[8] While State regulations contemplate specific extensions of the timelines to answer or reply at the request of a party (8 NYCRR 279.10[e]), the regulations work differently with respect to timeline deviations when serving a request for review, which also happens to be the key step that initiates a proceeding before an SRO and a procedural event which requires the school district to continue the student's then-current educational placement under the stay-put rule.  Instead, the explicit policy set forth in State regulation involves a discretionary determination as to whether to accept an appeal that was served late for good cause shown, which provides the SRO with the opportunity to examine the request for review, the reasons for the delay in initiating the proceeding, and whatever circumstances are supported by evidence in the hearing record or additional evidence submitted by a party in support of or opposition to the request (8 NYCRR 279.13).  Thus, while the opportunity to be heard continues, by design, there is no provision for an extension of the timelines for a request for review in Part 279, which is the essence of what the parent was seeking in the April 19, 2019 letter.

[9] Counsel has actually remained the same since the time that the due process complaint was filed more than one year ago (see Parent Ex. A at p. 1).

[10] The Second Circuit has stated that "[w]hile some children's disabilities may indeed be so acute as to require that they be educated in residential facilities, it is appropriate to proceed cautiously whenever considering such highly restrictive placements. . . . The norm in American public education is for children to be educated in day programs while they reside at home and receive the support of their families" (Walczak, 142 F.3d at 132).  A residential placement is not appropriate unless it is required for a student to benefit from his or her educational program (M.H. v. Monroe-Woodbury Cent. Sch. Dist., 296 Fed App'x 126, 128 [2d Cir. Oct. 7, 2008]; Walczak, 142 F.3d at 122; Mrs. B., 103 F.3d at 1121-22; see Educ. Law § 4402[2][b][2]; 34 CFR 300.104; 8 NYCRR 200.6[j][1][iii][d]).  In general, the Second Circuit has required objective evidence that a student cannot obtain an educational benefit in a less restrictive setting before finding that a residential placement is required by the IDEA (see M.H., 296 Fed. App'x at 128; Walczak, 142 F.3d at pp. 131-32).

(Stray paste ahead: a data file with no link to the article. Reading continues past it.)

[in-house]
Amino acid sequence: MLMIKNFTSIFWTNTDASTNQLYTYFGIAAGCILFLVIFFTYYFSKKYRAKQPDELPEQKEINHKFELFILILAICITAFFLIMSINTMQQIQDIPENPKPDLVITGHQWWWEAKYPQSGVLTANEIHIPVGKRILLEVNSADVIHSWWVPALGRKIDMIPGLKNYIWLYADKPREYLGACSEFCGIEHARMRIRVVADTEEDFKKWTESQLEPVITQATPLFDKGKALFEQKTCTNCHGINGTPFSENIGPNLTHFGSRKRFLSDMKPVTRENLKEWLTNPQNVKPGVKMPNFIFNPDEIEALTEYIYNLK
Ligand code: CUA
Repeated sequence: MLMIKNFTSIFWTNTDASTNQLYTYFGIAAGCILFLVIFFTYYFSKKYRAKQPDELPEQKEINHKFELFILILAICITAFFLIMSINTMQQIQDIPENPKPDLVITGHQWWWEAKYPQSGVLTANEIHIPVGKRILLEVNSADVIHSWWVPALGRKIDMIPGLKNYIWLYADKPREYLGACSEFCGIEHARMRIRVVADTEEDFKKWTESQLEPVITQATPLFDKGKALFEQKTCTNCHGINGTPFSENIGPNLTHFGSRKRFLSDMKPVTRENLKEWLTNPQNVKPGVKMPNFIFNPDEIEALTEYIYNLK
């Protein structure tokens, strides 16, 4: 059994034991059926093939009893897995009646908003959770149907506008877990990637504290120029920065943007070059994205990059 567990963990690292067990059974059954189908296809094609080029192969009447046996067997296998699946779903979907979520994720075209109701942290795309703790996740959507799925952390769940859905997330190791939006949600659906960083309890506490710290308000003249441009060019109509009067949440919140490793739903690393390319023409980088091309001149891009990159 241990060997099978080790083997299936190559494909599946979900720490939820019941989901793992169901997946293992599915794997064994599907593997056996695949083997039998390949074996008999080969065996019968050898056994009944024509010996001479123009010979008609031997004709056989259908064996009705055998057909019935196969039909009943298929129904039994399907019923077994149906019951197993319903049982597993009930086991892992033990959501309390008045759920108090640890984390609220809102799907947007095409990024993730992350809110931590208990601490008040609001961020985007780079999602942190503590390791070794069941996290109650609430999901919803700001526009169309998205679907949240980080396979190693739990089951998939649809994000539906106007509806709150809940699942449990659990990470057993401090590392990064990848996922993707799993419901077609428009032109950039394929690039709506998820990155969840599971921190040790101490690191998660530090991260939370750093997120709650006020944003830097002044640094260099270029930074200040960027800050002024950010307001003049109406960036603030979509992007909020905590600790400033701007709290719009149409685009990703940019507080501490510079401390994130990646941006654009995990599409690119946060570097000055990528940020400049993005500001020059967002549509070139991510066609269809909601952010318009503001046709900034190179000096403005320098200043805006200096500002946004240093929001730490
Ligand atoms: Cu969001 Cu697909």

[11] I believe the parents need some respite as much as the student needs a day treatment program, but that is not an IDEA issue, it is more likely a Medicaid services coordination issue.

[12] I note, however, that the IHO's basis for ordering a day treatment program in this case appeared to result more from the district's willingness "to consider a day treatment program," than any recommendations actually made for the student (IHO Decision at p. 15).

[13] An SROs jurisdiction is limited to matters relating to the identification, evaluation, or placement of students with disabilities, or the provision of a FAPE to such students (20 U.S.C. § 1415[b][6][A]; Educ. Law § 4404[1][a]; 34 CFR 300.503[a], 300.507[a][1]; 8 NYCRR 200.5[i][1]).

Topical Index

Educational PlacementExtended Day/Home-Based/ Residential Services
Parent Appeal
Preliminary MattersPleadingsTimeliness of Petition

PDF Version